Laos long-term study on zoonotic parasitic diseases in livestock: Approaches and initial challenges using a cross-sectorial approach
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Putthana, V., Promburom, P., Unger, F., Chittavong, M., Suthammavong, F. and Phonekhampheng, O. 2015. Laos long-term study on zoonotic parasitic diseases in livestock: Approaches and initial challenges using a cross-sectorial approach. Presented at the 4th Food Safety and Zoonoses Symposium for Asia Pacific and 2nd Regional EcoHealth Symposium, Chiang Mai, Thailand, 3-5 August 2015. Ban Dongdok, Laos: National University of Laos.
Permanent link to cite or share this item: https://hdl.handle.net/10568/71073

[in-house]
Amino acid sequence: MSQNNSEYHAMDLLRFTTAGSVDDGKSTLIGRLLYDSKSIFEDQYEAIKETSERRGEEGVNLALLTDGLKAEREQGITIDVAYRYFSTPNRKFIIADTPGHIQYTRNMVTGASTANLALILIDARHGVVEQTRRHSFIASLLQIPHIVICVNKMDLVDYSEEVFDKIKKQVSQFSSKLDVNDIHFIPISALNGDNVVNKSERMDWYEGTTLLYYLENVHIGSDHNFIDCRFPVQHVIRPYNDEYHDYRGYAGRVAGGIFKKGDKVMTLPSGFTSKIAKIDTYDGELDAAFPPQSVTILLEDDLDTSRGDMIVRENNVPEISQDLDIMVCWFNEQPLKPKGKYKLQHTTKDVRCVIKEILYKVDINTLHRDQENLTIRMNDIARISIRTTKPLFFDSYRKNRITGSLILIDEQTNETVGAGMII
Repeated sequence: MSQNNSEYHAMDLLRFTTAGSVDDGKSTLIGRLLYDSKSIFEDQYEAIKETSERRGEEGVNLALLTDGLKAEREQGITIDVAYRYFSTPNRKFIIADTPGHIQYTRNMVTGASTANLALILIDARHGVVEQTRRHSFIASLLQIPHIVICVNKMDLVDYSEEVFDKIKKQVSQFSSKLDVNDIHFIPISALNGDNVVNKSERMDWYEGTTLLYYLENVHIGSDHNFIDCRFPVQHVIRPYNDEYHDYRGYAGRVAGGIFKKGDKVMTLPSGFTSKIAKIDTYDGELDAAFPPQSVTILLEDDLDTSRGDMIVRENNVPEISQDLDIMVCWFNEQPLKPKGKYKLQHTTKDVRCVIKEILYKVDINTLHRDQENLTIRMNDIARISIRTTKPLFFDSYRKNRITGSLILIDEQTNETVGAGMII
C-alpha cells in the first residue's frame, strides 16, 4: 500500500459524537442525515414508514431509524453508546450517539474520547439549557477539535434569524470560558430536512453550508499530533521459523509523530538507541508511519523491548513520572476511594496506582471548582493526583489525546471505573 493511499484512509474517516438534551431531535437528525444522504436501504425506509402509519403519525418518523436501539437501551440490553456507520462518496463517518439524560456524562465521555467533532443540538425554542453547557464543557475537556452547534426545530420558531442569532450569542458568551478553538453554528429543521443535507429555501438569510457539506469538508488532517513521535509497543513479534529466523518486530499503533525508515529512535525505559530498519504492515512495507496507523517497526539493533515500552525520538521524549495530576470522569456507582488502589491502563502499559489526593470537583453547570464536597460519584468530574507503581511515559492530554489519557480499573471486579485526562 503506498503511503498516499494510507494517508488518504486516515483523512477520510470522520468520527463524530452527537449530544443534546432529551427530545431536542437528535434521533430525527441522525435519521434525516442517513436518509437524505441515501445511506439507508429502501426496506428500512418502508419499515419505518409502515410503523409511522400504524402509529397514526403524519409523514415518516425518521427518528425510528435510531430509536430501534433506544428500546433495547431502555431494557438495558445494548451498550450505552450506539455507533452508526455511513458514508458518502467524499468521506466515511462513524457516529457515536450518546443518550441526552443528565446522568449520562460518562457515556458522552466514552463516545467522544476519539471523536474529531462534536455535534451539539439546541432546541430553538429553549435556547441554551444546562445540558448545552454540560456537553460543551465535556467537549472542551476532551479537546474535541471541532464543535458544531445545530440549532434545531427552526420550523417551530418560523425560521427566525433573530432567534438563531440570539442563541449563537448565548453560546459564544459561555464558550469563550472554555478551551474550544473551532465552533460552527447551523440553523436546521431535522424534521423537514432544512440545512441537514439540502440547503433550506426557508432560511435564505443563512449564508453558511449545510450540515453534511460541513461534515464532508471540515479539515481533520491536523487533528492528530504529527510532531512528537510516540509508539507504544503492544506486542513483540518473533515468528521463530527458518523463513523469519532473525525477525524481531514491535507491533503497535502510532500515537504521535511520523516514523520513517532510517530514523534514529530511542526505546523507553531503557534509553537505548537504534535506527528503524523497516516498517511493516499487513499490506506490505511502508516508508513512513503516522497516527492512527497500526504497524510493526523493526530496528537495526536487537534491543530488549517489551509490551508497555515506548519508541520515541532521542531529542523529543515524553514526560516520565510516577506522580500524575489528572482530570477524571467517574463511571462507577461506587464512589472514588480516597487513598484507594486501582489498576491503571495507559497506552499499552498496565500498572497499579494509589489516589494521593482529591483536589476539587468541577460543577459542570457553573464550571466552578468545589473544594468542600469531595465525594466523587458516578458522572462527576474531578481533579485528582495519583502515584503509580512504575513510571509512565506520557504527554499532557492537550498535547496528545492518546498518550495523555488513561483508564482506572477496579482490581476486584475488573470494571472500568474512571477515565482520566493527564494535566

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Parasites (including zoonoses) in livestock and fish are widely distributed in Laos and can have a significant impact as foodborne diseases and also on economy, public health and international food trade. In addition some characteristics of animal production and food consumption habits in Laos may promote zoonotic disease transmission. The objectives of this study are to assess parasitic zoonoses distribution, improve animal health, reduce animal and human health risks and develop a cross-sectorial collaboration platform and dissemination strategy. By using companion modeling (ComMod) that has been applied in the field of participatory natural resource management and the OneHealth approach our research will strongly focus on community involvement and cross-sectoral collaboration among stakeholders. Following an across discipline research team consisting of vets, public health and social scientists has been established. Moreover, a research framework has been jointly developed by team members that include quantitative (e.g. serological sampling) and also qualitative methods such as PRA and PE. Investigation and Data collection targeting three provinces of southern Laos will commence with PRA/PE in June and last until December 2015 followed by serological sampling for prioritized parasitic zoonoses in 2016. Expected outputs are the distribution for prioritized parasitic zoonosis, better knowledge and understanding on parasitic zoonoses and related risk factors, a set of feasible control options and a cross-sectoral collaboration platform. Initial challenges (e.g. identification of a common research topic) and how they were addressed will be presented apart from preliminary PRA results on diseases prioritization (livestock and humans) if timely available.